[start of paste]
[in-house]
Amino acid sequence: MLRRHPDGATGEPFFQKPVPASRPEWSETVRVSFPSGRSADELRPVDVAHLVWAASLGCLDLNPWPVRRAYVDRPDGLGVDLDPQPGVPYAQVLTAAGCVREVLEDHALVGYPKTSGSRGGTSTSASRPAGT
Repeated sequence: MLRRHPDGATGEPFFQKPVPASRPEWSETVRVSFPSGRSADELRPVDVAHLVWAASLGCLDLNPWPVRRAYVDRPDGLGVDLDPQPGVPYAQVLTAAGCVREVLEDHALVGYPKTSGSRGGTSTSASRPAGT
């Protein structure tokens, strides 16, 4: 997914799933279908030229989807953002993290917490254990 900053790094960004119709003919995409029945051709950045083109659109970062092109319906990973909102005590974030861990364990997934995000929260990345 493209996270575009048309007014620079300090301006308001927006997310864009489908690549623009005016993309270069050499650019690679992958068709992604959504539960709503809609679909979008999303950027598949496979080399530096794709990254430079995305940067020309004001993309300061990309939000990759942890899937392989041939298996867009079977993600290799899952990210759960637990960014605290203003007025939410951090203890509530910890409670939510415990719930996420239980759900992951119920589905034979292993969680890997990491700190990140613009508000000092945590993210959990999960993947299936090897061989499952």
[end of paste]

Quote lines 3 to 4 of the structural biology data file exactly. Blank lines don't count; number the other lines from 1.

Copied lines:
Repeated sequence: MLRRHPDGATGEPFFQKPVPASRPEWSETVRVSFPSGRSADELRPVDVAHLVWAASLGCLDLNPWPVRRAYVDRPDGLGVDLDPQPGVPYAQVLTAAGCVREVLEDHALVGYPKTSGSRGGTSTSASRPAGT
């Protein structure tokens, strides 16, 4: 997914799933279908030229989807953002993290917490254990 900053790094960004119709003919995409029945051709950045083109659109970062092109319906990973909102005590974030861990364990997934995000929260990345 493209996270575009048309007014620079300090301006308001927006997310864009489908690549623009005016993309270069050499650019690679992958068709992604959504539960709503809609679909979008999303950027598949496979080399530096794709990254430079995305940067020309004001993309300061990309939000990759942890899937392989041939298996867009079977993600290799899952990210759960637990960014605290203003007025939410951090203890509530910890409670939510415990719930996420239980759900992951119920589905034979292993969680890997990491700190990140613009508000000092945590993210959990999960993947299936090897061989499952």